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Analyzing exhaustive, complex schedules is often overwhelming for non-schedulers. What if you could take a multi-page schedule and condense it into a one-page summary schedule that is easy for the entire project team to understand? An independent scheduling consultant can serve the owner as well as other stakeholders by creating a summary schedule that all can manage.

Case Study: Tissue Paper Manufacturing Plant

I was recently hired by an engineering firm to provide schedule management, budget management, earned value tracking, and commissioning schedule development for a $400M tissue paper manufacturing plant.
Tissue Paper Machine


Why a summary schedule?
The project had multiple design and construction contracts and 200+ systems to commission. This translated into a 46-page P6 commissioning schedule that was simply too big to manage and effectively communicate with the project team.

When commissioning begins and you need to track progress on a day-to-day basis, you need a detailed P6 schedule to monitor the work. Unlike construction schedules, a commissioning schedule is planned by the hour and not by the day. Every hour counts when you are trying to get a tissue paper manufacturing machine up and running! With this degree of detail, it becomes challenging to depict the workflow and understand the plan the team has in mind.

If you do not understand the plan, you cannot understand the issues. People often become overwhelmed when looking at a P6 schedule so they do not talk about it. By design, P6 may have multiple activities linked on different pages and it is difficult to discern from a printout. When I was invited to a 4-hour meeting scheduled with all stakeholders to review the commissioning schedule and discuss strategies to improve the completion date, I knew a 46-page schedule would not work.

What makes a good summary schedule?
I set forth to present the information in the simplest way possible so that everybody understood the issues in minimum time. I used NetPoint, a real-time, planning and scheduling application, to summarize the entire 46-page schedule into one page. The team needed to know: What was the problem? Why is this happening? How do we resolve this?

The steps I used to summarize the schedule included:

  1. Identify
    • Identify the critical path in the project and summarize it in NetPoint.
    • Define the near-critical path in the project and summarize it in NetPoint. This path will vary from project-to-project depending on its duration, size, update frequency & schedule sensitivity.
    • Include important activities in the summary with the intent to gain the audiences’ trust. Important activities for stakeholders could be major milestones, primary interfaces, high duration activities, significant scope items, or activities that were problematic in previous projects.
  2.  Condense
    • Activities from P6 can be condensed in NetPoint as depicted in the examples below:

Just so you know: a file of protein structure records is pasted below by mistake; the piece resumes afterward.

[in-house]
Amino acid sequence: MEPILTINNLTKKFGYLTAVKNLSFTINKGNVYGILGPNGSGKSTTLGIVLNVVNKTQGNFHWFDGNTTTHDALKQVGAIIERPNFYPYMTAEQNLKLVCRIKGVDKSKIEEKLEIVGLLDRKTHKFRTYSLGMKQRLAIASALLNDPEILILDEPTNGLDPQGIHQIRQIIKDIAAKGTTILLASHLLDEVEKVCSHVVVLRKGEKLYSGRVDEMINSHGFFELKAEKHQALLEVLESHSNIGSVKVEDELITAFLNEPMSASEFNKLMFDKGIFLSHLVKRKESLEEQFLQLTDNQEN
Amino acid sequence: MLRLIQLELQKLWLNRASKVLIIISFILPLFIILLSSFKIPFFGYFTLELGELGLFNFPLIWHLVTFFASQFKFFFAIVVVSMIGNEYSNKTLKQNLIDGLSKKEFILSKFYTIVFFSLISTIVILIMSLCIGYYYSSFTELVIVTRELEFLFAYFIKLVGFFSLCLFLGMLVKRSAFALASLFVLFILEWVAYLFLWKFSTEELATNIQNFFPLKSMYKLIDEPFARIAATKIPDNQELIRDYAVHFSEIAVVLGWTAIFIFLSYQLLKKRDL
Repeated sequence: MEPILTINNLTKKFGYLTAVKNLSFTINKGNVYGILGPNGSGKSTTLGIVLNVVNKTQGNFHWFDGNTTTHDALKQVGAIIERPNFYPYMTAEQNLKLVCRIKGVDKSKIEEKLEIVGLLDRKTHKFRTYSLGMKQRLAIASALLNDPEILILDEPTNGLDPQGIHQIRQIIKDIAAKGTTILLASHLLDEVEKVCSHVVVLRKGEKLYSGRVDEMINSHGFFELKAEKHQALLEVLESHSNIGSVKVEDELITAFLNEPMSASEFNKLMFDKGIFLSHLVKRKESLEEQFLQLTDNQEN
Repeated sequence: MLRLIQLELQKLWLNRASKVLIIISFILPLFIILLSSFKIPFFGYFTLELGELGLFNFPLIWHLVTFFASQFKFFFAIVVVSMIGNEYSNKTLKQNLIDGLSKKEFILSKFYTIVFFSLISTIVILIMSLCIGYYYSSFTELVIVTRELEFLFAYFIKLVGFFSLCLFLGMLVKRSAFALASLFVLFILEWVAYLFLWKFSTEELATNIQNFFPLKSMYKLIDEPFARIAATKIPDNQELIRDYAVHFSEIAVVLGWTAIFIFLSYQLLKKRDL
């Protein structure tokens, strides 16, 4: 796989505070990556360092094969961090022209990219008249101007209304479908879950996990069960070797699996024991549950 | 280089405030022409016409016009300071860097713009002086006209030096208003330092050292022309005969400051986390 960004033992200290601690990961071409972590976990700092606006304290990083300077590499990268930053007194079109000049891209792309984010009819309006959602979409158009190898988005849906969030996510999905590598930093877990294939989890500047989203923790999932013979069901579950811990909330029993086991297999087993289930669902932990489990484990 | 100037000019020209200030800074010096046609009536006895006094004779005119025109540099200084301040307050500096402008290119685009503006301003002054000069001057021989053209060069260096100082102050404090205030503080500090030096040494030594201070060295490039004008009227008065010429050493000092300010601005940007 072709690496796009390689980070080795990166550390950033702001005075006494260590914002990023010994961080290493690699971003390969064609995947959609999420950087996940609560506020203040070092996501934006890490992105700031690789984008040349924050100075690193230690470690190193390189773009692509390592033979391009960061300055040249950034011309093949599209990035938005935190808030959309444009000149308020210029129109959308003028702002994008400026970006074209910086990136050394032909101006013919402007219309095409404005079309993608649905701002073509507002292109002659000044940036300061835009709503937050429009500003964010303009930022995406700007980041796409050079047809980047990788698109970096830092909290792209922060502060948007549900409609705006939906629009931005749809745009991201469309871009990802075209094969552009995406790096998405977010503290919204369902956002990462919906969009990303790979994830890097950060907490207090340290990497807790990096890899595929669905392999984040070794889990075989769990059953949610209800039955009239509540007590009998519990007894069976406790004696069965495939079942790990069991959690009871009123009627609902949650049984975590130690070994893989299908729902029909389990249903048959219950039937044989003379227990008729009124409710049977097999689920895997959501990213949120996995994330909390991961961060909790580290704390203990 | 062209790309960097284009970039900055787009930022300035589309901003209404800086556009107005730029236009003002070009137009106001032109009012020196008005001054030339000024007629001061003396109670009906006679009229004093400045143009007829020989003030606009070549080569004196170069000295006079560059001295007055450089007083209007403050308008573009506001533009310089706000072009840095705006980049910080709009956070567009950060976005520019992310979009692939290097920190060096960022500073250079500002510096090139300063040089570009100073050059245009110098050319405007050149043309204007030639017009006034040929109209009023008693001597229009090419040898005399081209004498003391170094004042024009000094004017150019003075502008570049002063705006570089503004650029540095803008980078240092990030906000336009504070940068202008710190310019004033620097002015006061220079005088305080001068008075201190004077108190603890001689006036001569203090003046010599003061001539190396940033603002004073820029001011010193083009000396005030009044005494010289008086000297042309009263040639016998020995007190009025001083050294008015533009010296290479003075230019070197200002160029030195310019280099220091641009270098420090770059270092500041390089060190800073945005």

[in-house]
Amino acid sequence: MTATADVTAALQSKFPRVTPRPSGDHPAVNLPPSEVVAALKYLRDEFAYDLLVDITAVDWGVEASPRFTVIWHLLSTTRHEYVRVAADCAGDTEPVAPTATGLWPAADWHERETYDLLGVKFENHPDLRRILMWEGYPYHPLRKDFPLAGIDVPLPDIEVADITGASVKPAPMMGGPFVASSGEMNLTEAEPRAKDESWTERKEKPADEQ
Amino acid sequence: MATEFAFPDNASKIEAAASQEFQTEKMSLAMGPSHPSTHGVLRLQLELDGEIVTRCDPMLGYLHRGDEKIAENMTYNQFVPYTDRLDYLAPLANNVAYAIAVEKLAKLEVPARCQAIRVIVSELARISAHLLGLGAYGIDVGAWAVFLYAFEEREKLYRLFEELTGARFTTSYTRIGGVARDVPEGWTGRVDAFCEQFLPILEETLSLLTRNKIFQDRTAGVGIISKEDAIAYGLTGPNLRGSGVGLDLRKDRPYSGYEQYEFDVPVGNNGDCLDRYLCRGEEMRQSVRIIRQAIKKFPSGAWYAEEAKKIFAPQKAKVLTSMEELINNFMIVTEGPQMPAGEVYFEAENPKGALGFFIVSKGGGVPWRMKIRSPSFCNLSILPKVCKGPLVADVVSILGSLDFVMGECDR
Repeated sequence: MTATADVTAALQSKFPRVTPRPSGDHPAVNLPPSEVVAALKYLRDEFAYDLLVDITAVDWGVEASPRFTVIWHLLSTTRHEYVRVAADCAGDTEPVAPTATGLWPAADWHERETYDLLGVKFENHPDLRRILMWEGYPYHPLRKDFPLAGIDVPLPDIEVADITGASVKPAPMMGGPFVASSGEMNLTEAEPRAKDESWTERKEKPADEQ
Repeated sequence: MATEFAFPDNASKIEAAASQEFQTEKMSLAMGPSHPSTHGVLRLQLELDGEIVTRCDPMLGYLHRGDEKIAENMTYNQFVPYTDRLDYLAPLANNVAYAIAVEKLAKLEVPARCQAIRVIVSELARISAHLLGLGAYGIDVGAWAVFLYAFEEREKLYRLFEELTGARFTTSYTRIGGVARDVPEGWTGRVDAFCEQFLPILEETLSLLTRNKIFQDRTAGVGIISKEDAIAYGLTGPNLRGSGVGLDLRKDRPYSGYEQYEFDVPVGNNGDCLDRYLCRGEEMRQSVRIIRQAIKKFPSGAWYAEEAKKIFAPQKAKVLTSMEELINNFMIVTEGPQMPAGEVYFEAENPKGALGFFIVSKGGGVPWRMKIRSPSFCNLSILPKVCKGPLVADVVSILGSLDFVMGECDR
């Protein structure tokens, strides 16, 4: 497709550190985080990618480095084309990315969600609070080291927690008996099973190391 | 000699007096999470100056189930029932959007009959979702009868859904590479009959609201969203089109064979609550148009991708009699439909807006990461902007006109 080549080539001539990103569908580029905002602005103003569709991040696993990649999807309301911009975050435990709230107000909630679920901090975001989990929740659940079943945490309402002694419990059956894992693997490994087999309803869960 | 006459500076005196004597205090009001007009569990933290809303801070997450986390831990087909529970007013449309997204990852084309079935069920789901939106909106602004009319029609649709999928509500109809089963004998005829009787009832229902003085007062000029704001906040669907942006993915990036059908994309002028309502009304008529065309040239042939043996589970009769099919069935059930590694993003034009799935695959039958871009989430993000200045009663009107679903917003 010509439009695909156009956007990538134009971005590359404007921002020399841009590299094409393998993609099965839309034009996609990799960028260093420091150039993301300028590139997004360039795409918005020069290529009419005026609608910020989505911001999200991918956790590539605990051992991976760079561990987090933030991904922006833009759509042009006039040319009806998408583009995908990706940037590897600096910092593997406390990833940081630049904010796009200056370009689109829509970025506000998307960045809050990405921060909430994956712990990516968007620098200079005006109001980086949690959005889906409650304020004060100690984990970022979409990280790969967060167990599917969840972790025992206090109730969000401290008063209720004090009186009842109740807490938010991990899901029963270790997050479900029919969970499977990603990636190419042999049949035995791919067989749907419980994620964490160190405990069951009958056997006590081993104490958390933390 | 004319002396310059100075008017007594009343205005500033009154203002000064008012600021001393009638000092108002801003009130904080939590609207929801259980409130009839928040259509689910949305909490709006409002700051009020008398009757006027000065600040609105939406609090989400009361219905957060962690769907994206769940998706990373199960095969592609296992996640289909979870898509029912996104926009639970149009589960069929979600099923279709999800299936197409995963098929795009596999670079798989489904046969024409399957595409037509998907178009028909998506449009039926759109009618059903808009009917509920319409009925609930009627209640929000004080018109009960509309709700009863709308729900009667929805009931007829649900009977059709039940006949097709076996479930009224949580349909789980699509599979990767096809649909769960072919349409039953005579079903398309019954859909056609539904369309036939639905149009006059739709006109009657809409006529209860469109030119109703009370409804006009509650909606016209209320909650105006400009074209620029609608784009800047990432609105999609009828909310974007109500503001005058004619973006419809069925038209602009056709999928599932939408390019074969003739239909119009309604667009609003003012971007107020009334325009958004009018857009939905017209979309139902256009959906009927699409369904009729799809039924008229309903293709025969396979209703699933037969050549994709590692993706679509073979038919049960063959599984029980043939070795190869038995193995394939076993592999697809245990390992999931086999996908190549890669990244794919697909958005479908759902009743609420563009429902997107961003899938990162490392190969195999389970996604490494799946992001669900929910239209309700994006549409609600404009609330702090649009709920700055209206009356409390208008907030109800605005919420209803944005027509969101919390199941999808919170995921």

• Understand your audience and to what level you need to summarize.

3. Simplify

    • Simplify condensed activities. This is often a trial and error process. Try a different grouping approach, color-coding, fade non-critical activities, criticality, further condensation, or a waterfall approach to convey the story. The objective of this step is to:
      • Not overwhelm your audience
      • Convey the message in minimal time
      • Provide the ability to follow logic

Current View

Different Grouping Approach

Color Coding Approach

Fade Non-critical Activities Approach

Criticality Approach

Further Condense Approach


By showing the project team the plan at a summary level, I am reinforcing the plan. Is this what we are really doing? If it is correct, we can talk and fix the issues in real time. It creates a dialogue for the whole team who need to understand how they interface in order to work together.

The summary schedule was able to show that commissioning was starting late and reminded the team to check and confirm all the prerequisites required to start the work. It also helped the team understand that the vendor was now requesting additional time for certain systems. Moreover, the team understood the construction contractors’ sequencing of completing the systems was not in line with the commissioning plan. The 4-hour meeting, with all 20 key people, was finished in 40 minutes. All parties had a clear understanding and a usable project plan.

Why did I choose NetPoint?

I needed a platform to communicate the problems and NetPoint allowed me to show a picture from a very high level. The graphical interface is nowhere close to the tabular format that P6 and Microsoft Project provides. In a nutshell, NetPoint provides a canvas for you to draw the network logic. There are no columns to match up, and you can see the actual flow of the work. Similar to Activity Network diagrams of the past, NetPoint brings the focus back to a network view that is easy for everyone to understand. Using NetPoint, I showed them the picture and they gave me the answers. We developed solutions and solved problems together in real time.

Reniz Moosa, PMP, is a project controls professional with significant experience in providing planning and scheduling services for mid-cap and mega projects. He is skilled in applying project controls principles to build, update, and track complex construction projects from project initiation to closeout. For more information about NetPoint, please contact